Materials and methods
All mice were of the C57BL/6 background. Tet2 conditional knockout (Tet2flox/flox) mice were crossed with Rosa26:Cre-ERT2 mice (TaconicArtemis GmbH) to generate conditional deletion mice (Moran-Crusio et al., 2011). 2 mg of tamoxifen (T5648; Sigma-Aldrich) was administered via an intraperitoneal injection for 5 consecutive days twice to completely delete the Tet2 gene (Yokomizo-Nakano et al., 2020). C57BL/6 mice congenic for the Ly5 locus (CD45.1) were purchased from Sankyo-Lab Service (Tokyo). Tlr3−/− knockout mice and Myd88−/−;Trif−/− double knockout mice were purchased from Oriental Bioscience (Kyoto). All experiments using these mice were performed in accordance with our institutional guidelines for the use of laboratory animals and approved by the Review Board for Animal Experiments of Kumamoto University (Kumamoto, Japan). All mouse experiments were performed without randomization and blinding.
LPS/pIpC injection and BM transplantation
Tet2wt/wt;Cre-ERT2 and Tet2flox/flox;Cre-ERT2 mice were intraperitoneally injected with 10 μg LPS (InvivoGen) and 125 μg pIpC (InvivoGen) or PBS. 2 wk after the last injection of LPS and pIpC, BM cells were harvested and transplanted into lethally irradiated 2–3-mo-old WT male mice (CD45.1+).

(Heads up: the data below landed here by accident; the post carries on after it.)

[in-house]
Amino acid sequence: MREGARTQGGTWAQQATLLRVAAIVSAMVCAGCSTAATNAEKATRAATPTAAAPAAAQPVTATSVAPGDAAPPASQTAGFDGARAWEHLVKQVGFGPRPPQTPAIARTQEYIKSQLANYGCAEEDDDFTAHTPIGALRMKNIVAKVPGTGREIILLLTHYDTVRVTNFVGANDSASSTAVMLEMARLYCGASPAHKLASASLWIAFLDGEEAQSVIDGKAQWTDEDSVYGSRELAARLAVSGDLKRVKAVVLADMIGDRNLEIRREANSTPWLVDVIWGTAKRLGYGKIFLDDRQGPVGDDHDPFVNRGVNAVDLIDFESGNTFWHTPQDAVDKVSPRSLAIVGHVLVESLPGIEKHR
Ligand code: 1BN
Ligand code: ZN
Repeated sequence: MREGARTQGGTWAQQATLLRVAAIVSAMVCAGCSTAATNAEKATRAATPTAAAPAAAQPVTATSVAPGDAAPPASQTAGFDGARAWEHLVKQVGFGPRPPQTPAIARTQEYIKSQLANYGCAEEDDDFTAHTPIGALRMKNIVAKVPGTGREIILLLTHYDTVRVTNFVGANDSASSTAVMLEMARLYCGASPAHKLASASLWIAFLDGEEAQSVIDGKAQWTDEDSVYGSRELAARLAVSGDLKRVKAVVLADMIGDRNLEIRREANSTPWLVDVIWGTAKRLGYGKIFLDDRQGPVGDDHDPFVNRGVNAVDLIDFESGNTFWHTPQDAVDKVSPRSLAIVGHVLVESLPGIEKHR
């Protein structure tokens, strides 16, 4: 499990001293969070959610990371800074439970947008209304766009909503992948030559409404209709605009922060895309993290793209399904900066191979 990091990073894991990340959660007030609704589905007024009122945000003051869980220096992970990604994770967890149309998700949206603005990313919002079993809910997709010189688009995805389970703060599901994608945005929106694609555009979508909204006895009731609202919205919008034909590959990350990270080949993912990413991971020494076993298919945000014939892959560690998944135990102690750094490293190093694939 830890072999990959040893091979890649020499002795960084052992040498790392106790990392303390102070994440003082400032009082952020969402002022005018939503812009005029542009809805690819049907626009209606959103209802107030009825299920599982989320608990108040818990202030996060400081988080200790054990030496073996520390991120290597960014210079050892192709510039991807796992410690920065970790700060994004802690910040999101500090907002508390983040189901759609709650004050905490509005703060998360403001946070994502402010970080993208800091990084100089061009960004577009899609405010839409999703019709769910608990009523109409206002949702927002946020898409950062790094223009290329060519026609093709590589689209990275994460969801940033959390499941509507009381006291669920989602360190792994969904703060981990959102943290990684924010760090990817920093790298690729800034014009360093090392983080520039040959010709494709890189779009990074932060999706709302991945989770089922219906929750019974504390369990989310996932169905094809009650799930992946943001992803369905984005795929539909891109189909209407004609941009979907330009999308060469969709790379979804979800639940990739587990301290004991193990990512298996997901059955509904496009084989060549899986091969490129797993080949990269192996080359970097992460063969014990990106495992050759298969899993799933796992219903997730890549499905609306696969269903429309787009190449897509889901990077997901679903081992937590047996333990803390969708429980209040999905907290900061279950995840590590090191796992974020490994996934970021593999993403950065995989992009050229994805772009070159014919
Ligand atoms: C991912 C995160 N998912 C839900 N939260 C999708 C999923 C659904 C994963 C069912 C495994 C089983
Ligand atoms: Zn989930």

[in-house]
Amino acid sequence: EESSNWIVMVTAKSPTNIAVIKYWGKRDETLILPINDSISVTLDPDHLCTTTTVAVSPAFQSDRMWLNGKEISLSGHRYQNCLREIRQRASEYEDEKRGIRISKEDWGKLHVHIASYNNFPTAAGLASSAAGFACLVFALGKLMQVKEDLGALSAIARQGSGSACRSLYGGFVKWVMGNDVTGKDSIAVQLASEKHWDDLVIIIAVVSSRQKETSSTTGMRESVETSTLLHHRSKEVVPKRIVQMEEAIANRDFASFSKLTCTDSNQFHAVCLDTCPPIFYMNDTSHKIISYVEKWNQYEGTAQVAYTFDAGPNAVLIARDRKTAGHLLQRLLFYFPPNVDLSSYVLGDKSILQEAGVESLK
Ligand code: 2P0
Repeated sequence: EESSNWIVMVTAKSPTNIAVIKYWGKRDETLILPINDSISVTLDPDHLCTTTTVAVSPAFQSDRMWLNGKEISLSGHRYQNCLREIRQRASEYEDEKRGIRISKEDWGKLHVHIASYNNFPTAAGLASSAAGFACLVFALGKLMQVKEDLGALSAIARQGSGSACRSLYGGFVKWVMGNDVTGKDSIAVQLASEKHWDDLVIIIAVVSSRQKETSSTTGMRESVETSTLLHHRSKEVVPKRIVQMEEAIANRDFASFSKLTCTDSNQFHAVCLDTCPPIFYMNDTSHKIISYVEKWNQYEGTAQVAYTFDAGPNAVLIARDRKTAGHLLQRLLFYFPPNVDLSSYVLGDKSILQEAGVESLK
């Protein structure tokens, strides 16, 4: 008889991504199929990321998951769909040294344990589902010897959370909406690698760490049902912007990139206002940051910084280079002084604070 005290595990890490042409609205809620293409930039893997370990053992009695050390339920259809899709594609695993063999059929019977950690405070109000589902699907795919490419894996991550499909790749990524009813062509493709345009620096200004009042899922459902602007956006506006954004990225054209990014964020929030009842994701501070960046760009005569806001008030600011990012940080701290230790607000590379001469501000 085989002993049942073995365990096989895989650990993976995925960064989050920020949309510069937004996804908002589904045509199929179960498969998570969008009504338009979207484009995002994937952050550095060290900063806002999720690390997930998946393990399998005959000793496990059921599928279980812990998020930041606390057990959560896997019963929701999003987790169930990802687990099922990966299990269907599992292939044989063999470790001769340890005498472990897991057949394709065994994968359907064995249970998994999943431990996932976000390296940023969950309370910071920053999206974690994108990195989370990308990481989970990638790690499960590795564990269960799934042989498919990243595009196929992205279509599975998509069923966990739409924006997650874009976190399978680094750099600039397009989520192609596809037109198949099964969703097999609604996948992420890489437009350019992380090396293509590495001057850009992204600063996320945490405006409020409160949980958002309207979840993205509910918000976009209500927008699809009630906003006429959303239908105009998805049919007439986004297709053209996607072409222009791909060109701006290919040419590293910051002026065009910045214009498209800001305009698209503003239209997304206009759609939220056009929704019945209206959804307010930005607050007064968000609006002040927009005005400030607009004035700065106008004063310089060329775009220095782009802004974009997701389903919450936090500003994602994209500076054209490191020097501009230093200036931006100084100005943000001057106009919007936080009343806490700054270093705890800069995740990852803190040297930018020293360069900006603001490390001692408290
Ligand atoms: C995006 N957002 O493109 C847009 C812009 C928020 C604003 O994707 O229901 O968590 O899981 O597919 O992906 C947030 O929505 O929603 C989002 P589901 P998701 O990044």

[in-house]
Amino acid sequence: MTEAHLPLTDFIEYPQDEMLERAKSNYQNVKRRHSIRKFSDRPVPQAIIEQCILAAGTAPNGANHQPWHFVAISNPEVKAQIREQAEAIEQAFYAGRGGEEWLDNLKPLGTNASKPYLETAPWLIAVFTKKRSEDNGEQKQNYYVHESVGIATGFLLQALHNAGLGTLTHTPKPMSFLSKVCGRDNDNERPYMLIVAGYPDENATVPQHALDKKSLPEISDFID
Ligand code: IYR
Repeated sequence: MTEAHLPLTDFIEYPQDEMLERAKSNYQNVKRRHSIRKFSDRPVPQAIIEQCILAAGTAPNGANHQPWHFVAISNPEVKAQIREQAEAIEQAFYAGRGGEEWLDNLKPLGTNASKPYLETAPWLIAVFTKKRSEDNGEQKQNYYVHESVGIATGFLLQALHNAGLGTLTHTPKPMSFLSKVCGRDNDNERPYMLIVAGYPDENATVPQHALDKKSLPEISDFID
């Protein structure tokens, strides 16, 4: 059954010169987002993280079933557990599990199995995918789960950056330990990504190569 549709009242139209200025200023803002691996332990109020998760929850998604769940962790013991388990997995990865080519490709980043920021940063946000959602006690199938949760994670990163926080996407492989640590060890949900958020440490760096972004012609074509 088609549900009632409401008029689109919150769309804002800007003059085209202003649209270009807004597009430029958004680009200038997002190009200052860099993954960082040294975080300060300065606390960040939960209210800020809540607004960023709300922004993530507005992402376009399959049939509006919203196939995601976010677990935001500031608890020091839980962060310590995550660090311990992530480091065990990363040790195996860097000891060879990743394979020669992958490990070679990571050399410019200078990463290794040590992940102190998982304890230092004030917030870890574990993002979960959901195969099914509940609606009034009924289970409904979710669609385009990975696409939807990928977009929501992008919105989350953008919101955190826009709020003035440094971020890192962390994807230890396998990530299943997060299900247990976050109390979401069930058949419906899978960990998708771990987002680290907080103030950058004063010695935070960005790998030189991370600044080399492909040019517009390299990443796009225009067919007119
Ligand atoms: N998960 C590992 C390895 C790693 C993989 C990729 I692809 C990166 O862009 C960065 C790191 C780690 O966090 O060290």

Lentivirus vector infection and transplantation
shRNA directed against Elf1 was expressed using the lentivirus vector, pCS-H1-shRNA-EF-1-EGFP. Target sequences were designated as follows: shElf1 #1; 5′-GAAGAGCCTAATGACATGAT-3′, shElf1 #2; 5′-GTGTTTGAATTTGCAAGTAAC-3′, shElf1 #3; 5′-GCCGAAGATGATTTGAATGAA-3′. A virus supernatant (VSV-G pseudo-type lentiviral supernatant) was prepared by transfecting 293T cells with an empty control or the shElf1 lentivirus vector plasmid using the calcium phosphate transfection method. The virus supernatant was concentrated by centrifugation at 6,000 ×g for 16 h. The final titers of lentiviral supernatants were 30,000–50,000 infectious U/μl, as assessed by transducing serially diluted viral supernatants into the human Jurkat cell line (Yokomizo-Nakano et al., 2020). In total, 350 purified HSCs were cultured in serum-free SF-03 medium (Iwai North America) supplemented with 1% FBS, 1% L-glutamine, penicillin, streptomycin solution (GPS; Sigma-Aldrich), 50 μM 2-mercaptoethanol (2-ME), 100 ng/ml mouse stem cell factor (SCF; PeproTech), and 100 ng/ml human thrombopoietin (TPO; PeproTech). After 24 h, cells were transduced with the indicated virus at a multiplicity of infection of 2,000 in the presence of 1 μg/ml RetroNectin (Takara) and 10 μg/ml protamine sulfate, and then transplanted into lethally irradiated WT recipient mice (CD45.1+).
In total, 30,000 c-Kit+ BM cells were incubated in IMDM (Sigma-Aldrich) supplemented with 10% FBS, 1% GPS, 100 μM 2-ME, 50 ng/ml mouse SCF, 50 ng/ml human TPO, 50 ng/ml mouse IL-6 (PeproTech), and 10 ng/ml mouse IL-3. After 24 h, cells were transduced with the indicated virus at a multiplicity of infection of 20 in the presence of 1 μg/ml RetroNectin and 10 μg/ml protamine sulfate for 24 h. On the day after infection, half of the medium was replaced with EDM-I (IMDM supplemented with 15% FBS, 1% BSA, 1% GPS, 100 μM 2-ME, and 50 U/ml human erythropoietin). After 24 h, half of the medium was replaced with EDM-II (IMDM supplemented with 20% FBS, 1% GPS, and 100 μM 2-ME) and cultured for a further 5 d. All in vitro experiments were performed without randomization or blinding.